Ivan Krstić, Head of Apple Security Engineering and Architecture at Apple, will be speaking at BlackHat on the T2 security processor:
[…]We will discuss three iOS and Mac security topics in unprecedented technical detail, offering the first public discussion of several key technologies new to iOS 13 and the Mac.[…]The T2 Security Chip brought powerful secure boot capabilities to the Mac. Comprehensively securing the boot process required protections against sophisticated direct memory access (DMA) attacks at every point, even in the presence of arbitrary Option ROM firmware. We will walk through the boot sequence of a Mac with the T2 Security Chip and explain key attacks and defenses at each step, including two industry-first firmware security technologies that have not been publicly discussed before.[…]
This is a new product support document from Apple:
This article contains references for key product certifications, cryptographic validations, and security guidance for Secure Enclave Processor (SEP): Secure Key Store. Contact us at firstname.lastname@example.org if you have any questions.[…]
[…]The thing that his team had been able to analyze for the first time was the iPhone’s Secure Enclave Processor (SEP), which handles data encryption for the iPhone. How they were able to do this was a valid question given Apple’s notorious secrecy, and the fact that the SEP is one of the most important and most closely guarded components of the iPhone, the most secure smartphone on the market. […]
A new macOS EFI password tool has appeared on Github today
…but I’ve no time today to look at how it works. 😦
CLOSED-SOURCE WARNING: The project includes a few pre-compiled .EFI binaries but no source, so be careful.
Apple has updated their T2 knowledge base article:
Here’s an article that describes how you can check if an Apple system is T2-based or not:
Apple has — at least I think so — updated their Secure Boot knowledge base article in the last few days:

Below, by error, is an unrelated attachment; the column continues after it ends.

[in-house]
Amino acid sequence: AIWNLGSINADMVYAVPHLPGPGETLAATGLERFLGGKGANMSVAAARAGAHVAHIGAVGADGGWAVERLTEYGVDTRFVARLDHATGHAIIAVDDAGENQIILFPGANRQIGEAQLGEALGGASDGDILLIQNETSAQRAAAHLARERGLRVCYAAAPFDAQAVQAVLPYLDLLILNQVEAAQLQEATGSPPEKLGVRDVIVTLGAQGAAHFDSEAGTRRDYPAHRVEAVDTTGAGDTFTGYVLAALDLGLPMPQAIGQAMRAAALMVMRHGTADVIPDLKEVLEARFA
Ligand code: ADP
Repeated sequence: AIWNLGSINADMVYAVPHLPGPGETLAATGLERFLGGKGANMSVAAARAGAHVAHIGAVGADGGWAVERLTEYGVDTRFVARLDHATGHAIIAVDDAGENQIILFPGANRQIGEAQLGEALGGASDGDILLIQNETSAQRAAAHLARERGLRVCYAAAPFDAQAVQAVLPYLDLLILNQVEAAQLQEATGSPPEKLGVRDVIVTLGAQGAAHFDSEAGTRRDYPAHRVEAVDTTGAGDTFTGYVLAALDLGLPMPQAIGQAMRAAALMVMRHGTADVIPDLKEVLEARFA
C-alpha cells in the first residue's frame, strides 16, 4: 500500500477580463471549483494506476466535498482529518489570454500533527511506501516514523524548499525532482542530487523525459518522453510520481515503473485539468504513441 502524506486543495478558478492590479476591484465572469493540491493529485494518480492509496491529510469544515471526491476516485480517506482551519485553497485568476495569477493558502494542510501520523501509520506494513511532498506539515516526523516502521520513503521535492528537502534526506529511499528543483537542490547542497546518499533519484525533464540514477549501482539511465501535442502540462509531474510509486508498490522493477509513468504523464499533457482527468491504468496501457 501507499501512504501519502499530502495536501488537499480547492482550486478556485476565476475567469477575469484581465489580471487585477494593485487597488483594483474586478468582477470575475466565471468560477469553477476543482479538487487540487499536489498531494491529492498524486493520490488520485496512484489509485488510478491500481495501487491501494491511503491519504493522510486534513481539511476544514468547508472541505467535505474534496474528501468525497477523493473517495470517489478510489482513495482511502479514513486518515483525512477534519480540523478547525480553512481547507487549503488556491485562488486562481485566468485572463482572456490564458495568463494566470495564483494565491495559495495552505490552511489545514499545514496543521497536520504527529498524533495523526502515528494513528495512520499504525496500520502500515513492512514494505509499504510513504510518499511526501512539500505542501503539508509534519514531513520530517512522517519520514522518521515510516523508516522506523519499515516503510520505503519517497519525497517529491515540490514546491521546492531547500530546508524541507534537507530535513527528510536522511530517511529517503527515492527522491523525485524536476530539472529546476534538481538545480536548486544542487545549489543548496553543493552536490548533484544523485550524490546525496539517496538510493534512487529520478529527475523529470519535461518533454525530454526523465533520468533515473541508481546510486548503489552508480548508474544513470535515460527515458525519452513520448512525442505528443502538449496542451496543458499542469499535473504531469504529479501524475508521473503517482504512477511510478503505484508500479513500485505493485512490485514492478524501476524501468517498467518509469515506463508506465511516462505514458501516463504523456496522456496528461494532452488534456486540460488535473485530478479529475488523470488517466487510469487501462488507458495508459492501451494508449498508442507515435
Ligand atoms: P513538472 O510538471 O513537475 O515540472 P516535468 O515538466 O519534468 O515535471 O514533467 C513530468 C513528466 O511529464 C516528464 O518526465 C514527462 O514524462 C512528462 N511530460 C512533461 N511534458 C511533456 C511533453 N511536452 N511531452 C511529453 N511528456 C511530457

Failure to run Apple’s proprietary diagnostic software after a repair “will result in an inoperative system and an incomplete repair.”
The attack by Chinese spies reached almost 30 U.S. companies, including Amazon and Apple, by compromising America’s technology supply chain, according to extensive interviews with government and corporate sources.
[…]There are two ways for spies to alter the guts of computer equipment.
One, known as interdiction, consists of manipulating devices as they’re in transit from manufacturer to customer. This approach is favored by U.S. spy agencies, according to documents leaked by former National Security Agency contractor Edward Snowden.
The other method involves seeding changes from the very beginning.[…]
The last piece in the puzzle that is the booting of a Mac is understanding how any given volume is made bootable, and how it can be made the next startup volume.[…]
Booting the Mac: bless, and what makes a volume bootable
This article provides a simplified visual summary of the various stages which take place when a modern Intel Mac starts up in macOS 10.12 or 10.13, from pressing the Power button through to running the kernel and its extensions.[…]
Booting the Mac: Visual Summary
NVRAM stores key settings which your Mac cannot obtain from disk during startup. Variables vary according to the model, version of macOS, and EFI firmware in use. Included among these are the following:[…]
What’s stored in NVRAM?
The whole purpose of the BootROM and EFI phases is to get to load and run the macOS kernel and its extensions, which is what boot.efi, the “OS X booter”, finally does. Although boot.efi doesn’t suddenly vanish, from here on it is very little needed.[…]
Booting the Mac: the kernel and extensions
Settings that can be audited/ fixed:
enable automatic updates
enable admin password preferences
enable terminal secure entry
disable firewall builin software
disable firewall downloaded signed
disable mail remote content
disable remote apple events
disable remote login
set airdrop contacts only
set appstore update check daily
check kext loading consent
check EFI integrity
check firmware password set